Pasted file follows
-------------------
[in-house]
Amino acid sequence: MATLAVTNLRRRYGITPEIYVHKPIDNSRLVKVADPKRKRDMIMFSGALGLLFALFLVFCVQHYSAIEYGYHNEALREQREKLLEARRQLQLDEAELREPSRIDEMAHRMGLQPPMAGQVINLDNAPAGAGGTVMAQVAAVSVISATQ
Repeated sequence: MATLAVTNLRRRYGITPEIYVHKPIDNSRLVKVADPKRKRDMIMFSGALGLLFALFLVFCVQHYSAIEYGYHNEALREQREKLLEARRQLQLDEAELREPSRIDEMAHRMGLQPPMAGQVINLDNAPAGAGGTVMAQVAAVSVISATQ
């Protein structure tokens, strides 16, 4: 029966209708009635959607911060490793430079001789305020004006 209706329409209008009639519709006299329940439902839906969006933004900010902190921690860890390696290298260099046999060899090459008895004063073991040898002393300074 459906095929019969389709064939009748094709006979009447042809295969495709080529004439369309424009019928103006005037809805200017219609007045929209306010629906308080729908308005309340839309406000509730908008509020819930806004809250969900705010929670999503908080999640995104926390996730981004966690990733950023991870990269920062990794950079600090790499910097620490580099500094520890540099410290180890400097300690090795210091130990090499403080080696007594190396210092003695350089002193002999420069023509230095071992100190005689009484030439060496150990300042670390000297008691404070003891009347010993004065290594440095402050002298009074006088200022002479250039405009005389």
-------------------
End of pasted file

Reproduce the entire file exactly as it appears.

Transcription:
[in-house]
Amino acid sequence: MATLAVTNLRRRYGITPEIYVHKPIDNSRLVKVADPKRKRDMIMFSGALGLLFALFLVFCVQHYSAIEYGYHNEALREQREKLLEARRQLQLDEAELREPSRIDEMAHRMGLQPPMAGQVINLDNAPAGAGGTVMAQVAAVSVISATQ
Repeated sequence: MATLAVTNLRRRYGITPEIYVHKPIDNSRLVKVADPKRKRDMIMFSGALGLLFALFLVFCVQHYSAIEYGYHNEALREQREKLLEARRQLQLDEAELREPSRIDEMAHRMGLQPPMAGQVINLDNAPAGAGGTVMAQVAAVSVISATQ
């Protein structure tokens, strides 16, 4: 029966209708009635959607911060490793430079001789305020004006 209706329409209008009639519709006299329940439902839906969006933004900010902190921690860890390696290298260099046999060899090459008895004063073991040898002393300074 459906095929019969389709064939009748094709006979009447042809295969495709080529004439369309424009019928103006005037809805200017219609007045929209306010629906308080729908308005309340839309406000509730908008509020819930806004809250969900705010929670999503908080999640995104926390996730981004966690990733950023991870990269920062990794950079600090790499910097620490580099500094520890540099410290180890400097300690090795210091130990090499403080080696007594190396210092003695350089002193002999420069023509230095071992100190005689009484030439060496150990300042670390000297008691404070003891009347010993004065290594440095402050002298009074006088200022002479250039405009005389």